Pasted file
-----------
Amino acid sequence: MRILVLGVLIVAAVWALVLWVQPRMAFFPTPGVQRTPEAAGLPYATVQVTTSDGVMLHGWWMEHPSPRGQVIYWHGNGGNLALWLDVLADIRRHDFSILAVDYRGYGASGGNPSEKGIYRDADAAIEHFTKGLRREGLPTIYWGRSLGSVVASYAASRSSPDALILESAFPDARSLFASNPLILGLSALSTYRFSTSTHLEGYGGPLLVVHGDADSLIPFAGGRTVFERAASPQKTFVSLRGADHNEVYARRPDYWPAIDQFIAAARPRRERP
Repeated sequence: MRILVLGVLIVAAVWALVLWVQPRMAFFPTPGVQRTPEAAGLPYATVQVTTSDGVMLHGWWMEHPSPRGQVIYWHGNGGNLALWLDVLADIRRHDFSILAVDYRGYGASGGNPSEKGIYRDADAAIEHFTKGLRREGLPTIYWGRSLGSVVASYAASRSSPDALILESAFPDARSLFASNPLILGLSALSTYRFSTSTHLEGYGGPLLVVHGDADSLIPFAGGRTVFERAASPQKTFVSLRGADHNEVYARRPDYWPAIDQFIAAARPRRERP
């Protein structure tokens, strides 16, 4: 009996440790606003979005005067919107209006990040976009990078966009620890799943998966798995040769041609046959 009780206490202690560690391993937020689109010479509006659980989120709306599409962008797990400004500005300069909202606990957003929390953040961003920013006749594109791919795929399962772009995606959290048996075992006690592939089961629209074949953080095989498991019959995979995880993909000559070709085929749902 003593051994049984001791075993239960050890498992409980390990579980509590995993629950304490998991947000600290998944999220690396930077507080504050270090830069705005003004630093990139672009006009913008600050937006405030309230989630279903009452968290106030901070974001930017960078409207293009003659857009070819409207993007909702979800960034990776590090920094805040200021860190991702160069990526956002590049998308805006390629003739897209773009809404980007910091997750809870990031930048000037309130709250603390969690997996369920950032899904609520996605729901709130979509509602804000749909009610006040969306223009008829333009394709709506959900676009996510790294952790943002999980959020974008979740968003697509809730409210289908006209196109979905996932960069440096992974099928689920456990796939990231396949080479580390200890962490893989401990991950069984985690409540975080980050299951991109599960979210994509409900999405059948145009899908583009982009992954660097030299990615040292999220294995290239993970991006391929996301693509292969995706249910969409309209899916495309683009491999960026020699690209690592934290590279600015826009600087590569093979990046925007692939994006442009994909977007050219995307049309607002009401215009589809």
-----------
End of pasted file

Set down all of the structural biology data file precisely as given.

Amino acid sequence: MRILVLGVLIVAAVWALVLWVQPRMAFFPTPGVQRTPEAAGLPYATVQVTTSDGVMLHGWWMEHPSPRGQVIYWHGNGGNLALWLDVLADIRRHDFSILAVDYRGYGASGGNPSEKGIYRDADAAIEHFTKGLRREGLPTIYWGRSLGSVVASYAASRSSPDALILESAFPDARSLFASNPLILGLSALSTYRFSTSTHLEGYGGPLLVVHGDADSLIPFAGGRTVFERAASPQKTFVSLRGADHNEVYARRPDYWPAIDQFIAAARPRRERP
Repeated sequence: MRILVLGVLIVAAVWALVLWVQPRMAFFPTPGVQRTPEAAGLPYATVQVTTSDGVMLHGWWMEHPSPRGQVIYWHGNGGNLALWLDVLADIRRHDFSILAVDYRGYGASGGNPSEKGIYRDADAAIEHFTKGLRREGLPTIYWGRSLGSVVASYAASRSSPDALILESAFPDARSLFASNPLILGLSALSTYRFSTSTHLEGYGGPLLVVHGDADSLIPFAGGRTVFERAASPQKTFVSLRGADHNEVYARRPDYWPAIDQFIAAARPRRERP
């Protein structure tokens, strides 16, 4: 009996440790606003979005005067919107209006990040976009990078966009620890799943998966798995040769041609046959 009780206490202690560690391993937020689109010479509006659980989120709306599409962008797990400004500005300069909202606990957003929390953040961003920013006749594109791919795929399962772009995606959290048996075992006690592939089961629209074949953080095989498991019959995979995880993909000559070709085929749902 003593051994049984001791075993239960050890498992409980390990579980509590995993629950304490998991947000600290998944999220690396930077507080504050270090830069705005003004630093990139672009006009913008600050937006405030309230989630279903009452968290106030901070974001930017960078409207293009003659857009070819409207993007909702979800960034990776590090920094805040200021860190991702160069990526956002590049998308805006390629003739897209773009809404980007910091997750809870990031930048000037309130709250603390969690997996369920950032899904609520996605729901709130979509509602804000749909009610006040969306223009008829333009394709709506959900676009996510790294952790943002999980959020974008979740968003697509809730409210289908006209196109979905996932960069440096992974099928689920456990796939990231396949080479580390200890962490893989401990991950069984985690409540975080980050299951991109599960979210994509409900999405059948145009899908583009982009992954660097030299990615040292999220294995290239993970991006391929996301693509292969995706249910969409309209899916495309683009491999960026020699690209690592934290590279600015826009600087590569093979990046925007692939994006442009994909977007050219995307049309607002009401215009589809």